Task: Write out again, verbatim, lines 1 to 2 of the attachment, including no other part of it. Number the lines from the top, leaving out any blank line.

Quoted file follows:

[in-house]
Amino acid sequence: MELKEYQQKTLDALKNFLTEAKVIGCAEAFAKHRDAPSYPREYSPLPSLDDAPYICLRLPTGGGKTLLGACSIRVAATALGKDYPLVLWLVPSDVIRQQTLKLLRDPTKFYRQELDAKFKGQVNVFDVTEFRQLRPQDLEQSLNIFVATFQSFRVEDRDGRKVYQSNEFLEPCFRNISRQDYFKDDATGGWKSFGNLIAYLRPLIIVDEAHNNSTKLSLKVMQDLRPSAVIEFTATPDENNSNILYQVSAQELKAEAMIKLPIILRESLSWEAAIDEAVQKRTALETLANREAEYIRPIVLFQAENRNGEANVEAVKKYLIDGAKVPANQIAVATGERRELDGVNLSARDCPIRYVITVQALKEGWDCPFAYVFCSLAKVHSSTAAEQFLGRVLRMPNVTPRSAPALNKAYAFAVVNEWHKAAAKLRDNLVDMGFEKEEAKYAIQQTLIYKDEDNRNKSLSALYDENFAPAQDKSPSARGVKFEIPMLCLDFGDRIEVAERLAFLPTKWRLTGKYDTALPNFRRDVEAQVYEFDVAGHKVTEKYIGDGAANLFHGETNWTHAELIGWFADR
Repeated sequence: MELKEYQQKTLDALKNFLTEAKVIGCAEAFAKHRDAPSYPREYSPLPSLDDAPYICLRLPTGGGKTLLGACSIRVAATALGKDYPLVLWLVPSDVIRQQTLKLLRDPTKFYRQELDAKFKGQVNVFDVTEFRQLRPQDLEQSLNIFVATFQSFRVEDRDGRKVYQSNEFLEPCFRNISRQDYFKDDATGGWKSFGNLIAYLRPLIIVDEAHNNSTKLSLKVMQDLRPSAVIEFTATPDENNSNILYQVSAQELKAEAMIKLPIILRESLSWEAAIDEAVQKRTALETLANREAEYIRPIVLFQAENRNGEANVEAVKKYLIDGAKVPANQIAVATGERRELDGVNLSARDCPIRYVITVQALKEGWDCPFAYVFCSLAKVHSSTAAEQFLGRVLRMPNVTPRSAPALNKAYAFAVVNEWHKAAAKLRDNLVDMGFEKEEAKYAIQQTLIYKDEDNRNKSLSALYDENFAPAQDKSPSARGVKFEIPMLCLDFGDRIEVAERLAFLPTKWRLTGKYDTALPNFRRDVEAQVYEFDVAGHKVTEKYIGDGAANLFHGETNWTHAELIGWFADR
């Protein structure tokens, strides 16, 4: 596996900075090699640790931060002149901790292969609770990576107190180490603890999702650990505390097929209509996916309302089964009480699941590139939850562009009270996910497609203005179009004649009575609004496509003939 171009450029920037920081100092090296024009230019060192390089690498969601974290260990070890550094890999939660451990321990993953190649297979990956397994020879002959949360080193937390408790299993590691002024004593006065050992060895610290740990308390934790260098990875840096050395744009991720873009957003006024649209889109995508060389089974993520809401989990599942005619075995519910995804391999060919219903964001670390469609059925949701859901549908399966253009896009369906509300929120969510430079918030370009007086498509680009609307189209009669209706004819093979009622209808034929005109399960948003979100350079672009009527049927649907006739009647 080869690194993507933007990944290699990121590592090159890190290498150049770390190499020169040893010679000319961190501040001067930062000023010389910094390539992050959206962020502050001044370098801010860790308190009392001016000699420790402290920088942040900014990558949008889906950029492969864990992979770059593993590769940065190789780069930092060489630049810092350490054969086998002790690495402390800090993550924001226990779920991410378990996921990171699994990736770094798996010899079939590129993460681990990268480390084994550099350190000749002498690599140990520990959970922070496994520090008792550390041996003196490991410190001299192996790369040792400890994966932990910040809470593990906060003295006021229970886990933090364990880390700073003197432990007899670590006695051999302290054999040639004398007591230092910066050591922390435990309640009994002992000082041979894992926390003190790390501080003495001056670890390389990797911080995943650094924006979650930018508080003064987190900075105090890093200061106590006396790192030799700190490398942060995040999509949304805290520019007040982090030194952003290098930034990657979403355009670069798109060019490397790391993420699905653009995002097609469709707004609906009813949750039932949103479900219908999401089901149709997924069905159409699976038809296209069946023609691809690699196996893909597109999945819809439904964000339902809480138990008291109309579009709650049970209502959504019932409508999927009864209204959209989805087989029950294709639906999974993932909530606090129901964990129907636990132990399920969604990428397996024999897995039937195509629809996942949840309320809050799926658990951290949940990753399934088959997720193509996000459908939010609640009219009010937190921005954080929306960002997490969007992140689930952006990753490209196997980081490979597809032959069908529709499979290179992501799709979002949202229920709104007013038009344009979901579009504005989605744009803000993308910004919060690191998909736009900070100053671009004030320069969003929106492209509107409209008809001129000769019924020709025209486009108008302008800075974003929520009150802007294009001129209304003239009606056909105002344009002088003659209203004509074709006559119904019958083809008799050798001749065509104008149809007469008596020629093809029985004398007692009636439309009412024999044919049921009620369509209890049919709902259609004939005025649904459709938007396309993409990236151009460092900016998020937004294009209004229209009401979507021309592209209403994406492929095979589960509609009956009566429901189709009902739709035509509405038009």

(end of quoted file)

[in-house]
Amino acid sequence: MELKEYQQKTLDALKNFLTEAKVIGCAEAFAKHRDAPSYPREYSPLPSLDDAPYICLRLPTGGGKTLLGACSIRVAATALGKDYPLVLWLVPSDVIRQQTLKLLRDPTKFYRQELDAKFKGQVNVFDVTEFRQLRPQDLEQSLNIFVATFQSFRVEDRDGRKVYQSNEFLEPCFRNISRQDYFKDDATGGWKSFGNLIAYLRPLIIVDEAHNNSTKLSLKVMQDLRPSAVIEFTATPDENNSNILYQVSAQELKAEAMIKLPIILRESLSWEAAIDEAVQKRTALETLANREAEYIRPIVLFQAENRNGEANVEAVKKYLIDGAKVPANQIAVATGERRELDGVNLSARDCPIRYVITVQALKEGWDCPFAYVFCSLAKVHSSTAAEQFLGRVLRMPNVTPRSAPALNKAYAFAVVNEWHKAAAKLRDNLVDMGFEKEEAKYAIQQTLIYKDEDNRNKSLSALYDENFAPAQDKSPSARGVKFEIPMLCLDFGDRIEVAERLAFLPTKWRLTGKYDTALPNFRRDVEAQVYEFDVAGHKVTEKYIGDGAANLFHGETNWTHAELIGWFADR